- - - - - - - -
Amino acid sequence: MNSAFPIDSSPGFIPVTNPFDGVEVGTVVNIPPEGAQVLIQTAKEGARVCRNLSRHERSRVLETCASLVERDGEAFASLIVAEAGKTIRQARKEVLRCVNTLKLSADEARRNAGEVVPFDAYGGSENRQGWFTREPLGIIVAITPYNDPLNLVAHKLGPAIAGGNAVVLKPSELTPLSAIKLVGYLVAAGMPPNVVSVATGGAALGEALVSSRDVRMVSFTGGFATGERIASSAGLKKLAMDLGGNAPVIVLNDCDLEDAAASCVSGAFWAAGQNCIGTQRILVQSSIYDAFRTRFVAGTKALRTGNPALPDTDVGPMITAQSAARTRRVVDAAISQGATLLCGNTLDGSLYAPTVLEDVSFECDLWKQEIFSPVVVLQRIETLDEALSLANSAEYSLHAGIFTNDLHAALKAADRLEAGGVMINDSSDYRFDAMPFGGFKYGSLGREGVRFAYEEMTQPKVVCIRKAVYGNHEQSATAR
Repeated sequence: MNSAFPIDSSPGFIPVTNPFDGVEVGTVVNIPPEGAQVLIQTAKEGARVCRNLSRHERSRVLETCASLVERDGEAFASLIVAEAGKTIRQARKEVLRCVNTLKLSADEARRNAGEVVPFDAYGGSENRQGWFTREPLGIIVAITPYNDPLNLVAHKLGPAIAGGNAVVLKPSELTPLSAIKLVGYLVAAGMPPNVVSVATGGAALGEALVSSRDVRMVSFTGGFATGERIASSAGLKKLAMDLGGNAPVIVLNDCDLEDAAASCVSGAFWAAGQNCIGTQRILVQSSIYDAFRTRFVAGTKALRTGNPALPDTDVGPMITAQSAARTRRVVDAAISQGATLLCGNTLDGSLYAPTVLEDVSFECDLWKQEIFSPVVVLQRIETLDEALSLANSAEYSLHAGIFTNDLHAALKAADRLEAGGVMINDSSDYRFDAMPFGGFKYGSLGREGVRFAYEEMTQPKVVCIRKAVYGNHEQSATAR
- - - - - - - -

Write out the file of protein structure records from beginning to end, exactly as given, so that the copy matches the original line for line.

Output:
Amino acid sequence: MNSAFPIDSSPGFIPVTNPFDGVEVGTVVNIPPEGAQVLIQTAKEGARVCRNLSRHERSRVLETCASLVERDGEAFASLIVAEAGKTIRQARKEVLRCVNTLKLSADEARRNAGEVVPFDAYGGSENRQGWFTREPLGIIVAITPYNDPLNLVAHKLGPAIAGGNAVVLKPSELTPLSAIKLVGYLVAAGMPPNVVSVATGGAALGEALVSSRDVRMVSFTGGFATGERIASSAGLKKLAMDLGGNAPVIVLNDCDLEDAAASCVSGAFWAAGQNCIGTQRILVQSSIYDAFRTRFVAGTKALRTGNPALPDTDVGPMITAQSAARTRRVVDAAISQGATLLCGNTLDGSLYAPTVLEDVSFECDLWKQEIFSPVVVLQRIETLDEALSLANSAEYSLHAGIFTNDLHAALKAADRLEAGGVMINDSSDYRFDAMPFGGFKYGSLGREGVRFAYEEMTQPKVVCIRKAVYGNHEQSATAR
Repeated sequence: MNSAFPIDSSPGFIPVTNPFDGVEVGTVVNIPPEGAQVLIQTAKEGARVCRNLSRHERSRVLETCASLVERDGEAFASLIVAEAGKTIRQARKEVLRCVNTLKLSADEARRNAGEVVPFDAYGGSENRQGWFTREPLGIIVAITPYNDPLNLVAHKLGPAIAGGNAVVLKPSELTPLSAIKLVGYLVAAGMPPNVVSVATGGAALGEALVSSRDVRMVSFTGGFATGERIASSAGLKKLAMDLGGNAPVIVLNDCDLEDAAASCVSGAFWAAGQNCIGTQRILVQSSIYDAFRTRFVAGTKALRTGNPALPDTDVGPMITAQSAARTRRVVDAAISQGATLLCGNTLDGSLYAPTVLEDVSFECDLWKQEIFSPVVVLQRIETLDEALSLANSAEYSLHAGIFTNDLHAALKAADRLEAGGVMINDSSDYRFDAMPFGGFKYGSLGREGVRFAYEEMTQPKVVCIRKAVYGNHEQSATAR